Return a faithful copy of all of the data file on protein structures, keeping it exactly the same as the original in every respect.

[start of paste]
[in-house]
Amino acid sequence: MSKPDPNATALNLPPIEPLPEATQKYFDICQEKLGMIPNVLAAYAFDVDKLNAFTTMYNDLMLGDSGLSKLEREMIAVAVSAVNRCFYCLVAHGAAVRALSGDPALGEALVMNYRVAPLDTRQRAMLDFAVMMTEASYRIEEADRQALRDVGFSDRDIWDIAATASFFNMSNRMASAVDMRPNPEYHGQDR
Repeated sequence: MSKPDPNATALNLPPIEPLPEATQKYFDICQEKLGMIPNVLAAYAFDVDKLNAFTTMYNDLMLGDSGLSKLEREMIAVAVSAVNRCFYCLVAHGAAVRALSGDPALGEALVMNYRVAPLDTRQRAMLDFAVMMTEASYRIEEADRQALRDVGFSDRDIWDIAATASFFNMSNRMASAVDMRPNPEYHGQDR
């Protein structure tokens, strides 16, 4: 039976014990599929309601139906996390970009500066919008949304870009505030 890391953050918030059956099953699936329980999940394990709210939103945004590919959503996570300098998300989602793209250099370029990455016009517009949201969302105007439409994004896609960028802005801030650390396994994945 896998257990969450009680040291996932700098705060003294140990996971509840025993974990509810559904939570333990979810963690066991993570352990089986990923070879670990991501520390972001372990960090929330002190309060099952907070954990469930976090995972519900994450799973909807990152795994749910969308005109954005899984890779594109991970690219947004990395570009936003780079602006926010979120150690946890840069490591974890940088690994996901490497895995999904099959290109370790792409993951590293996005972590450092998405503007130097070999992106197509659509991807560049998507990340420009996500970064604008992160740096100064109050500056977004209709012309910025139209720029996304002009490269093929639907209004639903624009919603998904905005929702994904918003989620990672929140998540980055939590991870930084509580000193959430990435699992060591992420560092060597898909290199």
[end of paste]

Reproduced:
[in-house]
Amino acid sequence: MSKPDPNATALNLPPIEPLPEATQKYFDICQEKLGMIPNVLAAYAFDVDKLNAFTTMYNDLMLGDSGLSKLEREMIAVAVSAVNRCFYCLVAHGAAVRALSGDPALGEALVMNYRVAPLDTRQRAMLDFAVMMTEASYRIEEADRQALRDVGFSDRDIWDIAATASFFNMSNRMASAVDMRPNPEYHGQDR
Repeated sequence: MSKPDPNATALNLPPIEPLPEATQKYFDICQEKLGMIPNVLAAYAFDVDKLNAFTTMYNDLMLGDSGLSKLEREMIAVAVSAVNRCFYCLVAHGAAVRALSGDPALGEALVMNYRVAPLDTRQRAMLDFAVMMTEASYRIEEADRQALRDVGFSDRDIWDIAATASFFNMSNRMASAVDMRPNPEYHGQDR
């Protein structure tokens, strides 16, 4: 039976014990599929309601139906996390970009500066919008949304870009505030 890391953050918030059956099953699936329980999940394990709210939103945004590919959503996570300098998300989602793209250099370029990455016009517009949201969302105007439409994004896609960028802005801030650390396994994945 896998257990969450009680040291996932700098705060003294140990996971509840025993974990509810559904939570333990979810963690066991993570352990089986990923070879670990991501520390972001372990960090929330002190309060099952907070954990469930976090995972519900994450799973909807990152795994749910969308005109954005899984890779594109991970690219947004990395570009936003780079602006926010979120150690946890840069490591974890940088690994996901490497895995999904099959290109370790792409993951590293996005972590450092998405503007130097070999992106197509659509991807560049998507990340420009996500970064604008992160740096100064109050500056977004209709012309910025139209720029996304002009490269093929639907209004639903624009919603998904905005929702994904918003989620990672929140998540980055939590991870930084509580000193959430990435699992060591992420560092060597898909290199």